Sustainable living is a lifestyle designed to balance the needs of today with those of future generations. It involves taking action to address the complex issues of climate change, environmental degradation, biodiversity loss, pollution and social injustice.
Systemic change is essential to produce the transformative action needed for a sustainable world. We need strong governments and a power shift leading to equitable solutions.
We must work together to achieve this through voting, activism and grassroots engagement.
But we need also action now and as a community, we can have a significant impact. Individual choices and habits make a difference but also influence others to change.
What is sustainable living?
Living sustainably means different things for different people and varies based on location, culture, housing situation, access to options, personal preferences and socio-economic factors.
As a global community, it means living within planetary boundaries.
As an individual, it can mean living in a way that minimises negative environmental impacts.
You might find it useful to view sustainability from a sufficiency perspective.
Sufficiency effectively means leading a good life that prioritises health, wellbeing and fulfilling work while minimising resource use.
Daily practices include environmentally friendly attitudes, ethical consumerism, frugality and reduced ecological and social impacts.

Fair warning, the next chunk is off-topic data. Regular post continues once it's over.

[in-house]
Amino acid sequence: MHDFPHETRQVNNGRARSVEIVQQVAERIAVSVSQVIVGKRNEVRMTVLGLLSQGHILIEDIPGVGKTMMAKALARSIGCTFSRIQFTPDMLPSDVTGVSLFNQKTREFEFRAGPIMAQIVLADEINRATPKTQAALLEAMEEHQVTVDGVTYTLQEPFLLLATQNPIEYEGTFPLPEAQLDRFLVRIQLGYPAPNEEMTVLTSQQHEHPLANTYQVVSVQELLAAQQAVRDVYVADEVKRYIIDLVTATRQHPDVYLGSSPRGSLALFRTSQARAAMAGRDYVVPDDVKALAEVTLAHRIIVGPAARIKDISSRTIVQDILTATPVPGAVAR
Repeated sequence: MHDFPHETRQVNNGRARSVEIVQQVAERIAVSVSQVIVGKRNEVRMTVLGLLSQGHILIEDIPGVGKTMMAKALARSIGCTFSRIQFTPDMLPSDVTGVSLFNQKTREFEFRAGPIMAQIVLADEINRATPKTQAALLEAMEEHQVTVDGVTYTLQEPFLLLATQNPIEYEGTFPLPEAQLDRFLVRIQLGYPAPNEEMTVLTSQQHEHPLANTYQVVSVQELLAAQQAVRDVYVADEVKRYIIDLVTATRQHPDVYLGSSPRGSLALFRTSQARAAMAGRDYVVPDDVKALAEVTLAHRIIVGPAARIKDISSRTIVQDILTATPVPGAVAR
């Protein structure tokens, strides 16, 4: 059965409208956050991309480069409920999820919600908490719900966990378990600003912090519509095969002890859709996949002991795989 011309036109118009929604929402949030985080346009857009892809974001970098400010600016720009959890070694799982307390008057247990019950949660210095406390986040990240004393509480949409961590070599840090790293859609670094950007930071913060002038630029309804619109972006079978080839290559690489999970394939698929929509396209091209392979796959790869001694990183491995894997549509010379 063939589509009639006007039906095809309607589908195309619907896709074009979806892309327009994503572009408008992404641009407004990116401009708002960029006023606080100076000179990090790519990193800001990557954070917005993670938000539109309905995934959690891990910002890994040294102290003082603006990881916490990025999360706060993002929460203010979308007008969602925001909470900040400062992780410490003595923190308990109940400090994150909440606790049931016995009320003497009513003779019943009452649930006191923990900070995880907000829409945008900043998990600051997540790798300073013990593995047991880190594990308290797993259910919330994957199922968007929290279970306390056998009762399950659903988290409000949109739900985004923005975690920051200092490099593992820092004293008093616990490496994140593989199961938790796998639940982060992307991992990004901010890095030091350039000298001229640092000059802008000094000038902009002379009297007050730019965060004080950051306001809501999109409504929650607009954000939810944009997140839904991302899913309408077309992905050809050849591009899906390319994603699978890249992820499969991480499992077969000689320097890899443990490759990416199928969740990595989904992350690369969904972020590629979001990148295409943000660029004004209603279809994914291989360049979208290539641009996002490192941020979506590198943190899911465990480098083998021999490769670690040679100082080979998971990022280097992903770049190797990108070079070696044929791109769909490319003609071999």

101 Sustainability Tips and Ideas
This list of sustainability tips and ideas is designed to get you thinking about how to be more sustainable, eco-friendly lifestyle practices and opportunities for positive change.
Keep in mind that the 3 most important changes we can make involve:
- Energy use – Switch everything to electricity powered by renewable energy.
- Diet – Limit food waste and reduce meat and dairy consumption.
- Transportation – Reduce flying and driving.
Sustainable at Home
- Install solar panels. Generate your own electricity with rooftop solar.
- Install batteries. Install a battery backup to your solar panel system and become energy self-sufficient.
- Switch to a renewable energy provider. If you live in an apartment or can’t install solar panels, switch your current service to a renewable energy provider.
- Conserve energy. These 28 ways to conserve energy in your home cover the basics.
- Electrify everything. Remove gas appliances in your home and replace them with electric.
- Insulate your home. Stay cooler in summer and warmer in winter by insulating roofs, walls and floors and by weather sealing your home.